Hans Niemann: Teenage grandmaster ‘probably cheated’ in dozens of matches, claims Chess.com


Teenage chess grandmaster Hans Niemann “probably cheated” in more than 100 online matches, including prize money matches, according to a survey by one of the sport’s most popular websites.

The 72-page Chess.com report was released Tuesday, a month after controversy erupted at a top tournament when the world chess champion accused the 19-year-old American of cheating.

According to the report, first referenced by the Wall Street Journal, Niemann privately confessed in 2020 that he had cheated on the website’s chief chess officer, which resulted in him being temporarily banned from the platform.

According to the report, Chess.com closed Niemann’s account in September, given his previous admissions of cheating, suspicions about his recent play and concerns about his steep, inconsistent rise in rank.

“While we have no doubt that Hans is a talented player, we note that his results are statistically extraordinary,” the report said.

Niemann has previously publicly admitted to cheating in online matches between the ages of 12 and 16, but the investigation alleged that he had cheated more recently.

Niemann did not respond to CNN’s request for comment.

Chess.com has millions of users and, according to its owners, hosts more than 10 million chess games per day. To detect suspected cheating, the website uses software that flags suspicious moves by comparing a player’s moves to those of a chess engine. According to the report, less than 0.14% of players ever cheat on the site.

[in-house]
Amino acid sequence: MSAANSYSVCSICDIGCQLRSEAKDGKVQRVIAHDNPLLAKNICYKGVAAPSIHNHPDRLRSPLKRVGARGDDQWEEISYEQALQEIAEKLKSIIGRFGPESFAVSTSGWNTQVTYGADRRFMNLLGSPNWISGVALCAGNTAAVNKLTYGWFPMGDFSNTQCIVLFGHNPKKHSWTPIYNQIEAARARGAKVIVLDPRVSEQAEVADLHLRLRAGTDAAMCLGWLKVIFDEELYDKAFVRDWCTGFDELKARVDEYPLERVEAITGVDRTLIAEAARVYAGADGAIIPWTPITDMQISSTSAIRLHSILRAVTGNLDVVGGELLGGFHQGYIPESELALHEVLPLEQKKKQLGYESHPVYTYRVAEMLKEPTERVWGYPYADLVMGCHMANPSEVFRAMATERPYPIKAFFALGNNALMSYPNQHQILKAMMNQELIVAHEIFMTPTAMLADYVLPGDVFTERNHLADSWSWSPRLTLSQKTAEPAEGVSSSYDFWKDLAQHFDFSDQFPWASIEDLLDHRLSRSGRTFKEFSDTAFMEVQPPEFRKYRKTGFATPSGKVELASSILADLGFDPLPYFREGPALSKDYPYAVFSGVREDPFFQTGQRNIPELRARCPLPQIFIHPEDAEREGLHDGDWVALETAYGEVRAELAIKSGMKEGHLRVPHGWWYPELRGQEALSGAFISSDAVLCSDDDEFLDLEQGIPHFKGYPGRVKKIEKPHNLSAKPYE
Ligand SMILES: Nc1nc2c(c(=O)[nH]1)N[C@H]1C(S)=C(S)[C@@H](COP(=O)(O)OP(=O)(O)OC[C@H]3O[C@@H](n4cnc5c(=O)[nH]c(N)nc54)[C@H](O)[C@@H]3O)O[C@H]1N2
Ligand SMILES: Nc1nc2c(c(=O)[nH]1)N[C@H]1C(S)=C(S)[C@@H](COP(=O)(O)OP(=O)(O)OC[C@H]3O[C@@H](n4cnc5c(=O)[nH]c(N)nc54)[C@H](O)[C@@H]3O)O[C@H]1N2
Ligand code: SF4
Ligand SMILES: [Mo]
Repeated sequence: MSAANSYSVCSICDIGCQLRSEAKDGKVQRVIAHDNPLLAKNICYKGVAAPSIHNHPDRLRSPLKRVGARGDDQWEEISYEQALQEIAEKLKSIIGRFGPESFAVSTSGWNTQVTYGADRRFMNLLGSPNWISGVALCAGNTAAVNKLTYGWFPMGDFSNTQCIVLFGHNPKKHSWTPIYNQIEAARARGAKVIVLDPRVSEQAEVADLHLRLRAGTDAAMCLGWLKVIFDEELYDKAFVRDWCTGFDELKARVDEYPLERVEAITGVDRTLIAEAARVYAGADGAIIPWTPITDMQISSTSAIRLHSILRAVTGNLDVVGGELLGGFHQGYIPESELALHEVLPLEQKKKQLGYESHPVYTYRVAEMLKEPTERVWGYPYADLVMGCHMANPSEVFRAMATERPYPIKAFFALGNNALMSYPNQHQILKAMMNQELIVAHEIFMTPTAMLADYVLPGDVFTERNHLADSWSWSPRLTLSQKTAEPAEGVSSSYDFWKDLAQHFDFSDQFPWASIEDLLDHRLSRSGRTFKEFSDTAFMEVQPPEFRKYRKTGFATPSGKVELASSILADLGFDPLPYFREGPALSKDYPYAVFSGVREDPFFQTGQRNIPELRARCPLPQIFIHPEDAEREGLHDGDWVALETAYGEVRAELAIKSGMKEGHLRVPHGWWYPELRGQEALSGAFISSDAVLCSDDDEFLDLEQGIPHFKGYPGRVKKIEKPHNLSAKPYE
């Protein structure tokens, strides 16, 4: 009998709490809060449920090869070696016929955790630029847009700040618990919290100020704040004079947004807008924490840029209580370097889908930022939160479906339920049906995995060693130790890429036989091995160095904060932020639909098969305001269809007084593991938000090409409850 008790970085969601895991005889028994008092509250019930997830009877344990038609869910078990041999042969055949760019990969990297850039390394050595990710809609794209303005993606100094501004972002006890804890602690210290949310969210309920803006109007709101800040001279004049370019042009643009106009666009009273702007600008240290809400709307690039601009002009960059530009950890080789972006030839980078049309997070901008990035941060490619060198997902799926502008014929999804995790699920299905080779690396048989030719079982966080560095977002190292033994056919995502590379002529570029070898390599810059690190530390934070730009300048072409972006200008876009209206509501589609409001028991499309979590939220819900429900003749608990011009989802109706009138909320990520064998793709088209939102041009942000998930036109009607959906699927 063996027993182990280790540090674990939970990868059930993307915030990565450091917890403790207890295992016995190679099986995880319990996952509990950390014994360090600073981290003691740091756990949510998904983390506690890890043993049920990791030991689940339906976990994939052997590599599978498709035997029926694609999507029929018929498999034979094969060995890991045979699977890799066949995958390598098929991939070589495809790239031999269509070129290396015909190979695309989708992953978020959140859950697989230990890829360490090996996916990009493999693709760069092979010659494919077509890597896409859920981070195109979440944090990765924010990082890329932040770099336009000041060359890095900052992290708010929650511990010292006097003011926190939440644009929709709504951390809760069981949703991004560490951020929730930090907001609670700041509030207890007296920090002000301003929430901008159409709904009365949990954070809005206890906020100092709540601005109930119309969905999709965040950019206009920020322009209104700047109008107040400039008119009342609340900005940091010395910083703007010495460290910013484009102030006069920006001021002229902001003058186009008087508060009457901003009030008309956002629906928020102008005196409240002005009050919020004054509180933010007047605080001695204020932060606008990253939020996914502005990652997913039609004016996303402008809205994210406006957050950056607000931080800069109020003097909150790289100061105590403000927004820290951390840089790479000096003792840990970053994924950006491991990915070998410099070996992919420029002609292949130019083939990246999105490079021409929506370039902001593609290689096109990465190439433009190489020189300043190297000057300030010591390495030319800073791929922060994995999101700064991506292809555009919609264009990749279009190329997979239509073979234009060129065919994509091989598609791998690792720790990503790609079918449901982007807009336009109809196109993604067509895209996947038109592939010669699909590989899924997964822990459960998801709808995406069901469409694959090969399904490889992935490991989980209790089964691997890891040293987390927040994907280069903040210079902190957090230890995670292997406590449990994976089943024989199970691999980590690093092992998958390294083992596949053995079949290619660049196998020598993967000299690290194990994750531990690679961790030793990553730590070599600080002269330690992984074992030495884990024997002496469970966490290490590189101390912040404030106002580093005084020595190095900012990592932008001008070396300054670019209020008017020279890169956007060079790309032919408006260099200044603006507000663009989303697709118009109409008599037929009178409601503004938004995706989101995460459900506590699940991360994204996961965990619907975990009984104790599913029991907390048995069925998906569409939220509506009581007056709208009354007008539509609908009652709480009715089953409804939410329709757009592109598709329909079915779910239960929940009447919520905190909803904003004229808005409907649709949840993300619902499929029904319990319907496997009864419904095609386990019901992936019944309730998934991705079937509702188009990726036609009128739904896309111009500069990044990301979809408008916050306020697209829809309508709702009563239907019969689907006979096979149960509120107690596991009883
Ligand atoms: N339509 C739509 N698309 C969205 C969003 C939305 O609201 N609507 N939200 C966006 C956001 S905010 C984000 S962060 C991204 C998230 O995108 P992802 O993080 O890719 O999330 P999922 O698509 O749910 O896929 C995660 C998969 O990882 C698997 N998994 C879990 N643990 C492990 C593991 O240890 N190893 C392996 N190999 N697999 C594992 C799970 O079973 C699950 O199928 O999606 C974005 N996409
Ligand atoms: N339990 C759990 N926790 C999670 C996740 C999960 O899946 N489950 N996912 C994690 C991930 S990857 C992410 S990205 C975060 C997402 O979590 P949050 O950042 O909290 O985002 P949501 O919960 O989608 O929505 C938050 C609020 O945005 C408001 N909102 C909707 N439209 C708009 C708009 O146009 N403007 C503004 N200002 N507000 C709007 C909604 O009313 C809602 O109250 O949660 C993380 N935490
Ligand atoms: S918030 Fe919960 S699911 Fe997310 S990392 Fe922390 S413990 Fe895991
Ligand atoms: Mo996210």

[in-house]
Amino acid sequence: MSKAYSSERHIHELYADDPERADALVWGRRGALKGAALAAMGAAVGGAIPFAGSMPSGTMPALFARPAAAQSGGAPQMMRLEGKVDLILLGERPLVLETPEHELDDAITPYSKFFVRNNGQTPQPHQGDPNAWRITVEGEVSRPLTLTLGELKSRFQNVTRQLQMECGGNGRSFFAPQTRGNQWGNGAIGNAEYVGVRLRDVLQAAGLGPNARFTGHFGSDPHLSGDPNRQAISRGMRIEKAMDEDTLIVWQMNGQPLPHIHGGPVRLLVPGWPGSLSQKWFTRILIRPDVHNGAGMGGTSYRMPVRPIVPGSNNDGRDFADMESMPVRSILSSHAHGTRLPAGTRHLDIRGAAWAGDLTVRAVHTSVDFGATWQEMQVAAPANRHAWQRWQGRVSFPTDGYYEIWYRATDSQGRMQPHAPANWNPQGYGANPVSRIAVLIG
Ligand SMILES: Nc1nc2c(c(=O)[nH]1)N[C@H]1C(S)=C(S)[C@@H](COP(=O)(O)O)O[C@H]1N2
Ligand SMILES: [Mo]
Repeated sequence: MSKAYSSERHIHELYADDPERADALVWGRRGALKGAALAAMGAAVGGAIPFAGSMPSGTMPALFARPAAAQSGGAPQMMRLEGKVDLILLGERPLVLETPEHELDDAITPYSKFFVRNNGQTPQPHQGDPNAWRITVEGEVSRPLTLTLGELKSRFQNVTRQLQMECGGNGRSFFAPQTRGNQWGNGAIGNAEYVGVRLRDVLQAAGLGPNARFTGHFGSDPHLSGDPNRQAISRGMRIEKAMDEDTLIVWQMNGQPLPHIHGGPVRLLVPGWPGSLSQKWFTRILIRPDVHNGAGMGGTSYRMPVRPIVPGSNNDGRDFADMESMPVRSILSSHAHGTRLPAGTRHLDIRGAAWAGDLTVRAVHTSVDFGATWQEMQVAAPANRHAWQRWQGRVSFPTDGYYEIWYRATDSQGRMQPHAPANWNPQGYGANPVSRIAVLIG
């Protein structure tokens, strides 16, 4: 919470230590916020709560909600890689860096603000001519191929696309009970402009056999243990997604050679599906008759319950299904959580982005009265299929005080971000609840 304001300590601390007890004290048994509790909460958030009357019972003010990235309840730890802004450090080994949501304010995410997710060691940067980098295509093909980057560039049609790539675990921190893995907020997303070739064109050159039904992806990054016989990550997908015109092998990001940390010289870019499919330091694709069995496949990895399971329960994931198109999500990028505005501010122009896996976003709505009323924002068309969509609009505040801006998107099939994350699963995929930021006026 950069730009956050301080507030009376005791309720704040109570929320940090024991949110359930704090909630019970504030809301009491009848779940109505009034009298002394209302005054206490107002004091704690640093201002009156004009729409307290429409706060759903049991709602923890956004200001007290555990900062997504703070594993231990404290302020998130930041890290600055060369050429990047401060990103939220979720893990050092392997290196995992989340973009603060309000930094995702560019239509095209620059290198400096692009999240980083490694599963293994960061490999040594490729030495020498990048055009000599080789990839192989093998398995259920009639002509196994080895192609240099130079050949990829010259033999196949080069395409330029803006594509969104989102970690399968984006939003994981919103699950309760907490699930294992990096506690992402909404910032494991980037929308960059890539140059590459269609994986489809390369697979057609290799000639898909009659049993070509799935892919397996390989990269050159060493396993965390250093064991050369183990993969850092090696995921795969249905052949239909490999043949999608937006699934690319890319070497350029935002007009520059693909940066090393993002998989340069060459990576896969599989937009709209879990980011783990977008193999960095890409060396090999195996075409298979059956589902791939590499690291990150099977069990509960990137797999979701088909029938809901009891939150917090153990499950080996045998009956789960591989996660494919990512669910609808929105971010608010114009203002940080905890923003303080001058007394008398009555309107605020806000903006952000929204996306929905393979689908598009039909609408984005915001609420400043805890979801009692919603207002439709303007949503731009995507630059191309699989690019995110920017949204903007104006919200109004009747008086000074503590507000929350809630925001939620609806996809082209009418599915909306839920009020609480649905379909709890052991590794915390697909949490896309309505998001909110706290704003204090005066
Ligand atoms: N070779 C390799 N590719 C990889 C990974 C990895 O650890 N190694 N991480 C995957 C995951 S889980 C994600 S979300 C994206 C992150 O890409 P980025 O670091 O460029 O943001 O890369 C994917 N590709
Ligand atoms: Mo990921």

The controversy started last month when world chess champion Magnus Carlsen accused Niemann of cheating at the $350,000 Sinquefield Cup in St. Louis, Missouri.

“I believe Niemann has cheated more – and more recently – than he has publicly admitted,” the 31-year-old Norwegian said in a statement on Twitter.

“His progress across the board was unusual, and during our Sinquefield Cup game I had the impression that he was not tense or even fully focused on the play in critical positions, while he outplayed me as black in a way I think that only a handful of players can do. This game helped change my perspective.”

Carlsen withdrew from the tournament after losing to Niemann. Chess’s global governing body, FIDE, announced last week that it is investigating Carlsen’s allegations.

Chess across the board is played face-to-face rather than online. Carlsen gave no details on how Niemann may have cheated.

In an interview with the St. Louis Chess Club last month, Niemann said he never cheated at the board games.

“I cheated on random games on Chess.com. I was confronted. I confessed. And this is the biggest mistake of my life,” he said. And I’m completely ashamed. I’m telling the world because I don’t want any misrepresentations and no rumors. I’ve never cheated in a board game. And except when I was 12 years old, I have never cheated in a tournament with prize money.”

According to the Chess.com report, cheating in an over-the-board setting “can involve a variety of methods, such as: hand signals from a nearby coach or access to a phone in the bathroom, a hidden device in a shoe or a wire, or buzzer that is to the body.”

The report said Chess.com had not normally investigated board game cheating, but it believed Niemann’s appearances in some live games “deserve further investigation based on the data.”

“In our opinion, there is no direct evidence to show that Hans cheated in the September 4, 2022 match with Magnus, or prove that he cheated in other OTB games in the past,” the report said.

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